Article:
New Delhi: “In the hindsight, when I look back at the 32 years of life that I have spent with NBCC, there has not been a single day when I didn’t want to come to work here, because I loved my job, I loved NBCC, and I have enjoyed every bit working with the company. What a blessing it is to be able to say that!” exults Agarwal on being asked about his experience with the Navratna PSU. He is proud of the fact that he headed the company’s strategic redevelopment projects that gave a whole new identity to NBCC.
NBCC’s senior executive director Raman Agarwal is superannuating after 32 years of service on November 30. PSU Watch reached out to him to explore the contours of all the years Agarwal has spent with NBCC.
The beginning of Agarwal’s stint with NBCC in 1988
Agarwal hails from Haryana and says he always wanted to become an engineer because, during those times of former Haryana Chief Minister Chaudhary Banshilal, civil engineering was the most prestigious thing to do. However, the job at NBCC was not Agarwal’s first. After finishing BSc Civil engineering from REC Kurukshetra (which is presently called NIT Kurukshetra) in 1983, he landed a job with a private construction firm. After spending five years with the company, he joined NBCC in 1988. “Imagine the journey, a company that had a turnover of merely Rs 100 crore is now a Navratna with over Rs 7,000 crore turnover,” says an emotional Agarwal.
The most challenging project of Agarwal’s career
“After joining NBCC, the first assignment that I was engaged with was the Wazirabad water treatment plant. It was completed in 1991. Then 100 MGD WTP of Hyderpur came my way, which was completed in 1994-95. After that came NDCC (New Delhi City Centre) and 78 MLD Agra STP. And then came the assignment that I recount till date as the most difficult assignment of my career in terms of technical challenges. In 1999-2000, we started the work on 270-cusec raw-water pipeline from Muradnagar (UP) to Sonia Vihar (Delhi), which was a pipeline for Ganga water supply in the area,” says Agarwal.
“Around 90 percent of the pipeline is underground and crosses the densely-populated areas of both Delhi and UP. It crosses river Hindon as well as all the big nullahs of Delhi. Imagine how difficult it would have been to set-up a pipeline of 11-feet diameter through which a whole TATA Sumo car can pass,” remarks Agarwal. NBCC had used open-pit technology and cast-in-place concrete for the project. The entire team barely had a good night’s sleep until the pipeline was commissioned and the water reached Sonia Vihar. The 30-km-long raw water conduit, costing Rs 87 crore, was built by NBCC for the Delhi Jal Board (DJB).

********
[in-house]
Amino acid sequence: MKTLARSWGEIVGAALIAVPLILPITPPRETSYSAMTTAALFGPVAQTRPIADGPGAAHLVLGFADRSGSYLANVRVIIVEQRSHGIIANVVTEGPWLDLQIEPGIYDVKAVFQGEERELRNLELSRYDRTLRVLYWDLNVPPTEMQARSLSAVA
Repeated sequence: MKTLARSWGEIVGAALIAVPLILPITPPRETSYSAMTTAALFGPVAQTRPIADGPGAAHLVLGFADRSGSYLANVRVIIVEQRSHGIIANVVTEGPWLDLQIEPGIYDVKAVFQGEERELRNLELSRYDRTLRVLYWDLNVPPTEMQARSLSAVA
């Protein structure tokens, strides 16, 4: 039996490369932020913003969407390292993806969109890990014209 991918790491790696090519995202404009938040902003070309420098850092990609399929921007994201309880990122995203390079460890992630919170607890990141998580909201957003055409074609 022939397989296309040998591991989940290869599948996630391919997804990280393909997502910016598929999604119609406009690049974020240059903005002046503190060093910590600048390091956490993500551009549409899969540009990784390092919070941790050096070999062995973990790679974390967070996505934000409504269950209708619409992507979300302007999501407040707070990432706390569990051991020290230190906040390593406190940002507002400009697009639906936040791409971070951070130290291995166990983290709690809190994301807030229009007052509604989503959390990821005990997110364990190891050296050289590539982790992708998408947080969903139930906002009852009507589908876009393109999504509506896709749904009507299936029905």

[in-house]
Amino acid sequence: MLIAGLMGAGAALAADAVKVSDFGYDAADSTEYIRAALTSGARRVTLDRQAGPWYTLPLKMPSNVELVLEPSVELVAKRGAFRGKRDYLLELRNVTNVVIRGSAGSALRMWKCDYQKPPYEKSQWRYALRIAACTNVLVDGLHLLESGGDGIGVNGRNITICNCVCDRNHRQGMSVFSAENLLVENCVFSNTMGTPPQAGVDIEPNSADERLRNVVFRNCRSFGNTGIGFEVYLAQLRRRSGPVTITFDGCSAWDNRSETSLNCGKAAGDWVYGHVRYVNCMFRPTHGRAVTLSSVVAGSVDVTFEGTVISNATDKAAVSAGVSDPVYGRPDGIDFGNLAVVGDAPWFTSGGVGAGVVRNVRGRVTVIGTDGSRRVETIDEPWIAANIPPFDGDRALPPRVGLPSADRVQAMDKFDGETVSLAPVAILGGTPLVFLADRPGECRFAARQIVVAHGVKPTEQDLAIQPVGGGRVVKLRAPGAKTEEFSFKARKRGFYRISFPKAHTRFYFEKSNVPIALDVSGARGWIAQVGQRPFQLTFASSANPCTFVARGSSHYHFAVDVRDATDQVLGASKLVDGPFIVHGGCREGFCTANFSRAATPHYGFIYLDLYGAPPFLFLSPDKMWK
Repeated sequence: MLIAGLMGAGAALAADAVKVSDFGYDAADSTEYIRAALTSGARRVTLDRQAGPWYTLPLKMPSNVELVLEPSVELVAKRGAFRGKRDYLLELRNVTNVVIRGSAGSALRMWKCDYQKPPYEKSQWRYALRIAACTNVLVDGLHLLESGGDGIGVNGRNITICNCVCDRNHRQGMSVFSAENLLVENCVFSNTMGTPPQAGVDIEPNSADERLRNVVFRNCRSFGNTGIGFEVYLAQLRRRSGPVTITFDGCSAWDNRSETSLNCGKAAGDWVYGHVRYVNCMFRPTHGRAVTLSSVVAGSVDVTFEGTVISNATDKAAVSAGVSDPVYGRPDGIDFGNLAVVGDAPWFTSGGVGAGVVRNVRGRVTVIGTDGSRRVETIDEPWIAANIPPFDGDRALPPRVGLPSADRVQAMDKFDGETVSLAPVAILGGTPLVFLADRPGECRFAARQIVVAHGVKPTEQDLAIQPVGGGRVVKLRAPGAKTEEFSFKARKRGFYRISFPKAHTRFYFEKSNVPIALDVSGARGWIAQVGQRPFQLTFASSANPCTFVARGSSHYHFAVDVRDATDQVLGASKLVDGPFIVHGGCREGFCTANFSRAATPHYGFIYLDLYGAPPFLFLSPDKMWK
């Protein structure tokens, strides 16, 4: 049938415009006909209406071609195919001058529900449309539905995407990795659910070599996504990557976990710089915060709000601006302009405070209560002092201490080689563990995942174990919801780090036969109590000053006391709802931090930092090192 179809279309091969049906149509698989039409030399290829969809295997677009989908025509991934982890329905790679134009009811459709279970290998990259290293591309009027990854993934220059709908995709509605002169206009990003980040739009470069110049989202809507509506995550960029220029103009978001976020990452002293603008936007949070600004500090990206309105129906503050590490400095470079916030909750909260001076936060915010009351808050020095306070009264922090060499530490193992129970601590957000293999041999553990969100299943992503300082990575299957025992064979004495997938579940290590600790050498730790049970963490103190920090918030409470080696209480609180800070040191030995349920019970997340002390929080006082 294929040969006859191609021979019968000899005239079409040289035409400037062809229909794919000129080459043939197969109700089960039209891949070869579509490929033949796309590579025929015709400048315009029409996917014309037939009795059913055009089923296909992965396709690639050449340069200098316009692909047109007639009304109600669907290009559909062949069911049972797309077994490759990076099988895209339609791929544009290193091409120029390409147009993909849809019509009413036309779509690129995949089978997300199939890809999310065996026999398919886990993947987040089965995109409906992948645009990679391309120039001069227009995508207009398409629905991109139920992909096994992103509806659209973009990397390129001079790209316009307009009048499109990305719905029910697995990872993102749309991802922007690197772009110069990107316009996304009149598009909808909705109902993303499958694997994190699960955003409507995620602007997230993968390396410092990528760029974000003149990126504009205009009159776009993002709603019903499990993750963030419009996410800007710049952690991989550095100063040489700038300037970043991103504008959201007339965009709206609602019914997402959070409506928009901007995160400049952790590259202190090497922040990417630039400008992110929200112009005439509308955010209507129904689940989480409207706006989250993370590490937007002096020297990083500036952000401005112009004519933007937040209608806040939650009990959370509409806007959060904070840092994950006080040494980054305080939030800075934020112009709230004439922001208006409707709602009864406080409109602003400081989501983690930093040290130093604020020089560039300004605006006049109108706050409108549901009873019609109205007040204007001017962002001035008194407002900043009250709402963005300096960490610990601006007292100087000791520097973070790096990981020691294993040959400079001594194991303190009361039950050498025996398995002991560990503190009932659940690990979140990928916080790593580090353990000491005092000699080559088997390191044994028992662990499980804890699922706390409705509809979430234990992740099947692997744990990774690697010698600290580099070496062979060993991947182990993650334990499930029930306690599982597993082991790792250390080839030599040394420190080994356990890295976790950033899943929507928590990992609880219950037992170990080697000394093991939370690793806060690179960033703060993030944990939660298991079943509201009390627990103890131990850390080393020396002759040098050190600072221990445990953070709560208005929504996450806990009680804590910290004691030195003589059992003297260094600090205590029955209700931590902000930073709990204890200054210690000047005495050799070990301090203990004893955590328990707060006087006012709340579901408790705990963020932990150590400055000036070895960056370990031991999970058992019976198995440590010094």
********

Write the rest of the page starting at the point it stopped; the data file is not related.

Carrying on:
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After that, under the aegis of NBCC, Agarwal completed various defence housing projects in Rajasthan. Then he was shifted to Tripura for the construction of roads under PM Gramin Sadak Yojna. This was in 2007-08. The project involved the construction of roads up to the Bangladesh border. Then Agarwal was selected to execute the project that turned out to be the most prestigious project for NBCC — the redevelopment of GPRA Moti Bagh. The sanction for the project was given by the then UPA government in 2007. Work on the complex started in December of the same year and was completed in 2012. However, till date, the upkeep and maintenance of the project is his responsibility. “I was engaged with the project in 2009. Senior-most civil servants, Judges, and a few politicians reside in the high-security and low-density residential colony. And then afterwards, I oversaw the completion of the highly successful redevelopment project of Kidwai Nagar at a project cost of Rs 4,500 crore,” remarks Agarwal.
When NBCC took over the construction of unfinished Amrapali housing projects
“I was finally shifted to Amrapali housing projects which is unique in itself and the first-of-its-kind experiment by the Supreme Court of India. NBCC is completing the left-over construction of Amrapali houses under the supervision of the Supreme Court. In a way, I would say it is the most challenging project so far because here, we have 40,000 clients and we have to satisfy each one of them. They call us up to discuss their issues and ask questions and we have to attend to them,” explains Agarwal. Out of the total 40,000 houses valued at Rs 8,000 crore, NBCC has started the work on 36,000 houses.
“I am lucky to see this day. I have given 32 years of my life to NBCC. At this moment, I am of full of gratitude towards the company, my team and the people I have worked with,” sums up a rather emotional Agarwal.
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